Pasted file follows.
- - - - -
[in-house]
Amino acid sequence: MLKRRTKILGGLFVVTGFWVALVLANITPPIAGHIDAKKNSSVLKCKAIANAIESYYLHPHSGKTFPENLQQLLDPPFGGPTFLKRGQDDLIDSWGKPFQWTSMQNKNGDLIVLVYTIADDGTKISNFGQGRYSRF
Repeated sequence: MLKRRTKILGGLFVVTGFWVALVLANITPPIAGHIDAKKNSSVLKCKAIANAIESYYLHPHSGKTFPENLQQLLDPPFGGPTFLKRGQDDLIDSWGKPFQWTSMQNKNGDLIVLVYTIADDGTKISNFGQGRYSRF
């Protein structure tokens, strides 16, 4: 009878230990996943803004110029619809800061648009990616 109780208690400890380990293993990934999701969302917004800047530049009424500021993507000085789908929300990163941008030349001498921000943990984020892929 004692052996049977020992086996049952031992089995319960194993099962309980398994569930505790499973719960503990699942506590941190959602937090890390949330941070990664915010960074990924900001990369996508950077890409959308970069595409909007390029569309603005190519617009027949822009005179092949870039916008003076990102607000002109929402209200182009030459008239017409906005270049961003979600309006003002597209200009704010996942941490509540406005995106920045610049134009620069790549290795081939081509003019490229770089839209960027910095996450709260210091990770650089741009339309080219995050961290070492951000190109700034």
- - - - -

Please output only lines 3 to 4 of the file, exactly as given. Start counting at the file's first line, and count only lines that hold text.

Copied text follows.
Repeated sequence: MLKRRTKILGGLFVVTGFWVALVLANITPPIAGHIDAKKNSSVLKCKAIANAIESYYLHPHSGKTFPENLQQLLDPPFGGPTFLKRGQDDLIDSWGKPFQWTSMQNKNGDLIVLVYTIADDGTKISNFGQGRYSRF
């Protein structure tokens, strides 16, 4: 009878230990996943803004110029619809800061648009990616 109780208690400890380990293993990934999701969302917004800047530049009424500021993507000085789908929300990163941008030349001498921000943990984020892929 004692052996049977020992086996049952031992089995319960194993099962309980398994569930505790499973719960503990699942506590941190959602937090890390949330941070990664915010960074990924900001990369996508950077890409959308970069595409909007390029569309603005190519617009027949822009005179092949870039916008003076990102607000002109929402209200182009030459008239017409906005270049961003979600309006003002597209200009704010996942941490509540406005995106920045610049134009620069790549290795081939081509003019490229770089839209960027910095996450709260210091990770650089741009339309080219995050961290070492951000190109700034």